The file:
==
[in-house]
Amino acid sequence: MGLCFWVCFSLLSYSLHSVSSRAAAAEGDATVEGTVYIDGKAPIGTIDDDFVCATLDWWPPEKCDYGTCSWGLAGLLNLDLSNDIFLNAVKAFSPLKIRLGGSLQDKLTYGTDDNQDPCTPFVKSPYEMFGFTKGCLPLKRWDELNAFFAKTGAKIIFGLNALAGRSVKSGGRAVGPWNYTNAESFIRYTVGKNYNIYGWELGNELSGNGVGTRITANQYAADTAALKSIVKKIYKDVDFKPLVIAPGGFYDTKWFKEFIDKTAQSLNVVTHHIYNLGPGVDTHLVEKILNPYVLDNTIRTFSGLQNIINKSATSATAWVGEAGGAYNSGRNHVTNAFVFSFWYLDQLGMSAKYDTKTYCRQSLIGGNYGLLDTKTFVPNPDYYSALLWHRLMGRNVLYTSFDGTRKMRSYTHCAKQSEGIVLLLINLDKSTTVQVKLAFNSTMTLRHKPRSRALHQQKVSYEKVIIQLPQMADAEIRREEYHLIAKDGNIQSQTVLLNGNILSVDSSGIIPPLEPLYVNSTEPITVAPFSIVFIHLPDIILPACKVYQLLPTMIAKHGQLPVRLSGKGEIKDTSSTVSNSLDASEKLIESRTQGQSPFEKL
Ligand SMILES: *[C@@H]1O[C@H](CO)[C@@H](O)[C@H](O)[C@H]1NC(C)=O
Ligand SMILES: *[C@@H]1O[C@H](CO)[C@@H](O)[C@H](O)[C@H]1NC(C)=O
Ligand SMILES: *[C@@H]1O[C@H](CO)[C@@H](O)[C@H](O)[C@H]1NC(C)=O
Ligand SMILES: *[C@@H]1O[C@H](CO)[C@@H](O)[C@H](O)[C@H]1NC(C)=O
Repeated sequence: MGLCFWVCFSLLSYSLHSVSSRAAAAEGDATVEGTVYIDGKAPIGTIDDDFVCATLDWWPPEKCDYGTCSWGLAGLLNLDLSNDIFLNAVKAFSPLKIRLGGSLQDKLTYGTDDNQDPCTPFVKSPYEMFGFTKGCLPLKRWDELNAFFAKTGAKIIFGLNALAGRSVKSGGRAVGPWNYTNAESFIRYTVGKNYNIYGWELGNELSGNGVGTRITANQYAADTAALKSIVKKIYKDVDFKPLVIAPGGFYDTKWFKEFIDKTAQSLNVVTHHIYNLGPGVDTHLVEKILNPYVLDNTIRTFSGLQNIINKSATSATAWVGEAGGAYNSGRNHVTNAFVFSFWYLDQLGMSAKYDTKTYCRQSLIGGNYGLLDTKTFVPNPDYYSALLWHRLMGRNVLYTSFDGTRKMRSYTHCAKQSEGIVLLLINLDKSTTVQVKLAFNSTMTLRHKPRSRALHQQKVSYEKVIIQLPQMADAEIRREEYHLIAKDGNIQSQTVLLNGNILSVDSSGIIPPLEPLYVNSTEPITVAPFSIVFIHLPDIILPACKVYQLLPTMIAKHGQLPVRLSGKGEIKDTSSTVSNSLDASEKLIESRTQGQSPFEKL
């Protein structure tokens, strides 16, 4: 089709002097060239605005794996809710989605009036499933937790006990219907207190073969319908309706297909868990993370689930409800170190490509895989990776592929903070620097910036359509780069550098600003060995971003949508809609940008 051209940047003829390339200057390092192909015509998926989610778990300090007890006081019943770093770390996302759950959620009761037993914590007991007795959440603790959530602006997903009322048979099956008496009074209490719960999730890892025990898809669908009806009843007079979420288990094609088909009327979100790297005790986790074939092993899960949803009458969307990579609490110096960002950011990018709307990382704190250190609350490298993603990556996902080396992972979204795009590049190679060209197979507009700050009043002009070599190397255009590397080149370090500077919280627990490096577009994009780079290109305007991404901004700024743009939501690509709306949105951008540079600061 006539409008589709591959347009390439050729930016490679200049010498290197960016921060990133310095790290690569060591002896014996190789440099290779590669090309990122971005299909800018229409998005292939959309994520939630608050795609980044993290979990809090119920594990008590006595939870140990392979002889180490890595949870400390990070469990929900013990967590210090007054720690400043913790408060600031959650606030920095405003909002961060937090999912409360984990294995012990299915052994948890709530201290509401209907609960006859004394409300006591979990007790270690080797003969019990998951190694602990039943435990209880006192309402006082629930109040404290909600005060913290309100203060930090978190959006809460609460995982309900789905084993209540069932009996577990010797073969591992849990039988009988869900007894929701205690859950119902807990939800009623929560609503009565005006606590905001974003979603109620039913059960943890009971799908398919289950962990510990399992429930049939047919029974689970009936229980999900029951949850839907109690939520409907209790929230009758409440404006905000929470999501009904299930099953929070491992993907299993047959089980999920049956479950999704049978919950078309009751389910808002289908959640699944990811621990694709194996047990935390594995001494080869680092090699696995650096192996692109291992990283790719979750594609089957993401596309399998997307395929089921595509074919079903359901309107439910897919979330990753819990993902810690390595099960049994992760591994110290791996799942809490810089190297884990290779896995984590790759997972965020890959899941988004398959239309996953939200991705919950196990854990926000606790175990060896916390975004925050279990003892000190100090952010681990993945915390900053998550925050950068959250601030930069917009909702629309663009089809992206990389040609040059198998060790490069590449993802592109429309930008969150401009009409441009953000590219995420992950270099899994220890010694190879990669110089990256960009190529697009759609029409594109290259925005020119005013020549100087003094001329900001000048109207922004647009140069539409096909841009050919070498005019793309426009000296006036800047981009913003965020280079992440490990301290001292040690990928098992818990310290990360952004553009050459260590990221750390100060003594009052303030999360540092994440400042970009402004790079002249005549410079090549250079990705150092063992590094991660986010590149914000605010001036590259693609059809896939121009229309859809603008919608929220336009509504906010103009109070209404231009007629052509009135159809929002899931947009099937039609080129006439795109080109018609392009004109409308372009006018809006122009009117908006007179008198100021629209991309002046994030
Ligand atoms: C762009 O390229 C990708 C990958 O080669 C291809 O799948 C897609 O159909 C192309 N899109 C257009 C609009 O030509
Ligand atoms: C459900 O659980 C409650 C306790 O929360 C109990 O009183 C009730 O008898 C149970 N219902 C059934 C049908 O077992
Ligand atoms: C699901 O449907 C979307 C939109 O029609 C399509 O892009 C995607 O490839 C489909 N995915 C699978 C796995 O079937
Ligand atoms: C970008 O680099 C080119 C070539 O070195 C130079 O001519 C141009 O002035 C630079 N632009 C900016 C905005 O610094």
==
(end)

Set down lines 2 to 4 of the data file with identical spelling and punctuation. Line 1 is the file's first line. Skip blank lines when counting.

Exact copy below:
Amino acid sequence: MGLCFWVCFSLLSYSLHSVSSRAAAAEGDATVEGTVYIDGKAPIGTIDDDFVCATLDWWPPEKCDYGTCSWGLAGLLNLDLSNDIFLNAVKAFSPLKIRLGGSLQDKLTYGTDDNQDPCTPFVKSPYEMFGFTKGCLPLKRWDELNAFFAKTGAKIIFGLNALAGRSVKSGGRAVGPWNYTNAESFIRYTVGKNYNIYGWELGNELSGNGVGTRITANQYAADTAALKSIVKKIYKDVDFKPLVIAPGGFYDTKWFKEFIDKTAQSLNVVTHHIYNLGPGVDTHLVEKILNPYVLDNTIRTFSGLQNIINKSATSATAWVGEAGGAYNSGRNHVTNAFVFSFWYLDQLGMSAKYDTKTYCRQSLIGGNYGLLDTKTFVPNPDYYSALLWHRLMGRNVLYTSFDGTRKMRSYTHCAKQSEGIVLLLINLDKSTTVQVKLAFNSTMTLRHKPRSRALHQQKVSYEKVIIQLPQMADAEIRREEYHLIAKDGNIQSQTVLLNGNILSVDSSGIIPPLEPLYVNSTEPITVAPFSIVFIHLPDIILPACKVYQLLPTMIAKHGQLPVRLSGKGEIKDTSSTVSNSLDASEKLIESRTQGQSPFEKL
Ligand SMILES: *[C@@H]1O[C@H](CO)[C@@H](O)[C@H](O)[C@H]1NC(C)=O
Ligand SMILES: *[C@@H]1O[C@H](CO)[C@@H](O)[C@H](O)[C@H]1NC(C)=O